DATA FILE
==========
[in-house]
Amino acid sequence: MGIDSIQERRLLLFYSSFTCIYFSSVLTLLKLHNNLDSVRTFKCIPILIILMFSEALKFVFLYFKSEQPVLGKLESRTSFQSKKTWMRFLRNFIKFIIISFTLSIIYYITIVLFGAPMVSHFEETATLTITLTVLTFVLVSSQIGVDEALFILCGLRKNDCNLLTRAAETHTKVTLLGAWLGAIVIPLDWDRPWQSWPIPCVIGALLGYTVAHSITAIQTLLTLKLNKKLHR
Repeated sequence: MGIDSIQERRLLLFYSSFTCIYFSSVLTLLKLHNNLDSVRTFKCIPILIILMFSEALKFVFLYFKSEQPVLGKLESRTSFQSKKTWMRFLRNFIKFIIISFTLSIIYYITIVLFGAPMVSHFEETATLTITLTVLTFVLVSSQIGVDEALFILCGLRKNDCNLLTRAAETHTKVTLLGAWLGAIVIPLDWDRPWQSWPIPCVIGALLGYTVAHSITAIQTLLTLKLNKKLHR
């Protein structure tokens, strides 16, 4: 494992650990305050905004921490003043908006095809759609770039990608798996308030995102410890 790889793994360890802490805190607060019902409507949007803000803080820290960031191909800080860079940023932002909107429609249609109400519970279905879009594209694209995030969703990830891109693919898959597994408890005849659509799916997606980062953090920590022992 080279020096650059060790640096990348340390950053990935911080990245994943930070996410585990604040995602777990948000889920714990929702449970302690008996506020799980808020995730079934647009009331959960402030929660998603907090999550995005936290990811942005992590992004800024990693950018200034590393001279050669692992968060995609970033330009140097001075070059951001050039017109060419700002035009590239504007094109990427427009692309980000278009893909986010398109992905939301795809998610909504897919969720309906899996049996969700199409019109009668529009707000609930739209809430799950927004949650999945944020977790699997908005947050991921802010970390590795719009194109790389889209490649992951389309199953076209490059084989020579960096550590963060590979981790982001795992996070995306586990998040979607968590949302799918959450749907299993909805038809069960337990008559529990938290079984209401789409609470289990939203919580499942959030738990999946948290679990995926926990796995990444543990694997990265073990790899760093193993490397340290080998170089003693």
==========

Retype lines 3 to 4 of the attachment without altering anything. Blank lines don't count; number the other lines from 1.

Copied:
Repeated sequence: MGIDSIQERRLLLFYSSFTCIYFSSVLTLLKLHNNLDSVRTFKCIPILIILMFSEALKFVFLYFKSEQPVLGKLESRTSFQSKKTWMRFLRNFIKFIIISFTLSIIYYITIVLFGAPMVSHFEETATLTITLTVLTFVLVSSQIGVDEALFILCGLRKNDCNLLTRAAETHTKVTLLGAWLGAIVIPLDWDRPWQSWPIPCVIGALLGYTVAHSITAIQTLLTLKLNKKLHR
């Protein structure tokens, strides 16, 4: 494992650990305050905004921490003043908006095809759609770039990608798996308030995102410890 790889793994360890802490805190607060019902409507949007803000803080820290960031191909800080860079940023932002909107429609249609109400519970279905879009594209694209995030969703990830891109693919898959597994408890005849659509799916997606980062953090920590022992 080279020096650059060790640096990348340390950053990935911080990245994943930070996410585990604040995602777990948000889920714990929702449970302690008996506020799980808020995730079934647009009331959960402030929660998603907090999550995005936290990811942005992590992004800024990693950018200034590393001279050669692992968060995609970033330009140097001075070059951001050039017109060419700002035009590239504007094109990427427009692309980000278009893909986010398109992905939301795809998610909504897919969720309906899996049996969700199409019109009668529009707000609930739209809430799950927004949650999945944020977790699997908005947050991921802010970390590795719009194109790389889209490649992951389309199953076209490059084989020579960096550590963060590979981790982001795992996070995306586990998040979607968590949302799918959450749907299993909805038809069960337990008559529990938290079984209401789409609470289990939203919580499942959030738990999946948290679990995926926990796995990444543990694997990265073990790899760093193993490397340290080998170089003693």